A pair of raw burger patties are extracted from the fridge and thrown on the flat-top griddle, where they begin to sizzle. The cook then vigorously chops them with the side of his spatula. Minced onions and slices of American cheese are thrown on top as the hashing continues. The mess is transferred to a hero roll slobbered with mayo and ketchup, then topped with lettuce and tomato, and the whole thing is smashed to half its original thickness.
Enter the chopped cheese.
For over two decades, this miracle of sandwich making has been the mainstay of the East Harlem deli now known officially as Blue Sky — and forever as Haji’s — with a current price of $8. The possible inventor of the sandwich, according to a New York Times article, is the late Carlos Soto, who was asked to improvise on a Philly cheesesteak without the proper ingredients. Others have attributed the point of origin to a chopped-meat-on-a-pita sandwich eaten in Yemen called dagha yamneeya — though a quick web search for that item turns up nothing that isn’t part of a chopped cheese story. (A chopped meat sandwich in Yemen is most often called shawarma.)
In 2016, April Bloomfield faced accusations of cultural appropriation — that a traditionally affordable sandwich with origins in Harlem and the Bronx was co-opted out of context, including its $15 tag — at her Upper West Side butcher and restaurant White Gold. Whatever the route, the fame of chopped cheese (often shortened to “chop cheese”) spread, first across the city and then throughout the nation. But the fundamental filling of ground beef, onions, and American cheese itself has legs, and is finding new forms on the Lower East Side.
Chopped Cheese Burrito
The two branches of Pink’s Cantina offer a chopped cheese burrito ($13), a dish that easily could have popped up at a Mexican restaurant in East Harlem or the Bronx, but hasn’t as far as I know. The implications of a chopped cheese burrito being made at this pair of establishments — a scenester bar on East 10th Street in the East Village and a to-go counter on Chrystie Street on the Lower East Side — is more than our poor brains can analyze, but this riff is good, and the filling doesn’t leak out the sides as it does with the hero sandwich version of chopped cheese (though that may be the reason that the original is squished down).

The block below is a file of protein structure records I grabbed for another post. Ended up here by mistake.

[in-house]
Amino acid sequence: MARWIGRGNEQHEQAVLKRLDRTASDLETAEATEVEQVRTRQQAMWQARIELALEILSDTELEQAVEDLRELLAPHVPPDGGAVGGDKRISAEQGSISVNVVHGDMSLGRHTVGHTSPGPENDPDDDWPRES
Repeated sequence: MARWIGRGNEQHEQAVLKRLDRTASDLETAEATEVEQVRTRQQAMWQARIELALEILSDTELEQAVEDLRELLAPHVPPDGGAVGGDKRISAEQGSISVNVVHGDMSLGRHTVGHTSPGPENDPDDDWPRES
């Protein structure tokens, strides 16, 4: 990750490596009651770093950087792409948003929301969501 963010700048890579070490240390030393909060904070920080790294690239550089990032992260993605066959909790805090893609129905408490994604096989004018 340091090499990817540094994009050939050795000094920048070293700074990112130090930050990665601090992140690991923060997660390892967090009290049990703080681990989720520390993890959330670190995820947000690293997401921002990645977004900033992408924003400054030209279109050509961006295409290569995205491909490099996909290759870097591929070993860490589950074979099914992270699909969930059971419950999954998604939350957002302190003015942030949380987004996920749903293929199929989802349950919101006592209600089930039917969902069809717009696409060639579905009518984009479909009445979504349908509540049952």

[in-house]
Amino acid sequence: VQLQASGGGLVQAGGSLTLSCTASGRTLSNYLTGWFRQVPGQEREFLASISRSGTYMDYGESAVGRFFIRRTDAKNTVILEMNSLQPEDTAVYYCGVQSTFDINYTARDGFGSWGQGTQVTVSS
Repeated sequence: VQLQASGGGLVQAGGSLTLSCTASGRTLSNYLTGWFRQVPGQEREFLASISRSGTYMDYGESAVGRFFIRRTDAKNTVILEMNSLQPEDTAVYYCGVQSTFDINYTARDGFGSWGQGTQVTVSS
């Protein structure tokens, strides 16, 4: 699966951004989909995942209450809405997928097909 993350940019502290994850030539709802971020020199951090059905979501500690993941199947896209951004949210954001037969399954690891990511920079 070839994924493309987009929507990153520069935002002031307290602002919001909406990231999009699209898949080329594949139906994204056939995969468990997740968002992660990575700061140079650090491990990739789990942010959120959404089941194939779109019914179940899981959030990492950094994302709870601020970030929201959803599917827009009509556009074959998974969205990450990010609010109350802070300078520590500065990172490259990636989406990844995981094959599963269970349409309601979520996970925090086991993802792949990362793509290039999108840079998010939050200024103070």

Chopped Cheese Slider
A newish halal smash burger restaurant, also on the Lower East Side, has also fiddled with the formula further, with good results. Holy Cow, located at 34 Canal Street, between Ludlow and Essex streets, offers the usual chopped cheese filling on a small hamburger bun, in what amounts to a large slider for $7. Its innovation is that the patty is flattened and seared on one side before being chopped, so the beef filling has a crunchy texture and blackened appearance — so maybe we should call it a smash burger chopped cheese. The sauce? This carryout place uses “holy sauce,” which tastes much like the ketchup mixed with mayo used on the original.
Chopped Cheese Empanada
It’s nice to see so much experimentation going on with an admired filling, but some experiments will inevitably go awry. One is the chopped cheese empanada, ensconcing the filling in a small thick pastry. I tried one last September at halal sandwich shop Meat and Bread, located at 201 Allen Street, near Houston Street, but by the new year it was gone from the menu. The reason is obvious enough: In the other vehicles for the chopped cheese filling — the sandwich, the burrito, and the slider — the components of the filling don’t completely mix and get lost, retaining their separate identities to a certain extent even as they ooze, like tributaries meeting in a great river. In the baking process, the cheese and other juices get completely absorbed, and the interior of this empanada turns into dry ground beef. The essence of chopped cheese is a beefy and creamy sloppiness. But maybe it will work with other empanadas or other recipes. We’ll have to wait and see.